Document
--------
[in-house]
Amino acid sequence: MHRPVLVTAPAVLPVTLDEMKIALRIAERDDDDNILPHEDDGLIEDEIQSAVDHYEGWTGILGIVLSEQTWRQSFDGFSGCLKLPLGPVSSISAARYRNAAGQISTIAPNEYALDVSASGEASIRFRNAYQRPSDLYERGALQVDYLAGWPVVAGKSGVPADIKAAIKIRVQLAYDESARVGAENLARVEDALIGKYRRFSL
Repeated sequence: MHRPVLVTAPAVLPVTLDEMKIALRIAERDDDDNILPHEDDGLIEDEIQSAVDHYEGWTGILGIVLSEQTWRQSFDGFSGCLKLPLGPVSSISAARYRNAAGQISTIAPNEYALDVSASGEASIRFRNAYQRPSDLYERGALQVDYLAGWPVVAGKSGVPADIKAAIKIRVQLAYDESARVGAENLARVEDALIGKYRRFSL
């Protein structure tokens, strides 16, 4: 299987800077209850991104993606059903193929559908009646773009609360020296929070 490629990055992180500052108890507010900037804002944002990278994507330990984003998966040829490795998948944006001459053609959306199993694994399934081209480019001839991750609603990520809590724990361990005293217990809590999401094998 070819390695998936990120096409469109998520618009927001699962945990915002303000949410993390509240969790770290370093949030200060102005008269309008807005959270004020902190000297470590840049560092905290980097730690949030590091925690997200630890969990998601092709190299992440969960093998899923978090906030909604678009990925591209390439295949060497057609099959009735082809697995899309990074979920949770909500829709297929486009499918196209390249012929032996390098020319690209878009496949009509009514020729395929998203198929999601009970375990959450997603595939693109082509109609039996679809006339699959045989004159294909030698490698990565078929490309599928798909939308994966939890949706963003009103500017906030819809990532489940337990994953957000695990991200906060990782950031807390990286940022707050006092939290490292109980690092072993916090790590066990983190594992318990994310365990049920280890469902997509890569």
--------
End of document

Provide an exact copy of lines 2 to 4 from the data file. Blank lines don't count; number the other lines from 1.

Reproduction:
Amino acid sequence: MHRPVLVTAPAVLPVTLDEMKIALRIAERDDDDNILPHEDDGLIEDEIQSAVDHYEGWTGILGIVLSEQTWRQSFDGFSGCLKLPLGPVSSISAARYRNAAGQISTIAPNEYALDVSASGEASIRFRNAYQRPSDLYERGALQVDYLAGWPVVAGKSGVPADIKAAIKIRVQLAYDESARVGAENLARVEDALIGKYRRFSL
Repeated sequence: MHRPVLVTAPAVLPVTLDEMKIALRIAERDDDDNILPHEDDGLIEDEIQSAVDHYEGWTGILGIVLSEQTWRQSFDGFSGCLKLPLGPVSSISAARYRNAAGQISTIAPNEYALDVSASGEASIRFRNAYQRPSDLYERGALQVDYLAGWPVVAGKSGVPADIKAAIKIRVQLAYDESARVGAENLARVEDALIGKYRRFSL
């Protein structure tokens, strides 16, 4: 299987800077209850991104993606059903193929559908009646773009609360020296929070 490629990055992180500052108890507010900037804002944002990278994507330990984003998966040829490795998948944006001459053609959306199993694994399934081209480019001839991750609603990520809590724990361990005293217990809590999401094998 070819390695998936990120096409469109998520618009927001699962945990915002303000949410993390509240969790770290370093949030200060102005008269309008807005959270004020902190000297470590840049560092905290980097730690949030590091925690997200630890969990998601092709190299992440969960093998899923978090906030909604678009990925591209390439295949060497057609099959009735082809697995899309990074979920949770909500829709297929486009499918196209390249012929032996390098020319690209878009496949009509009514020729395929998203198929999601009970375990959450997603595939693109082509109609039996679809006339699959045989004159294909030698490698990565078929490309599928798909939308994966939890949706963003009103500017906030819809990532489940337990994953957000695990991200906060990782950031807390990286940022707050006092939290490292109980690092072993916090790590066990983190594992318990994310365990049920280890469902997509890569």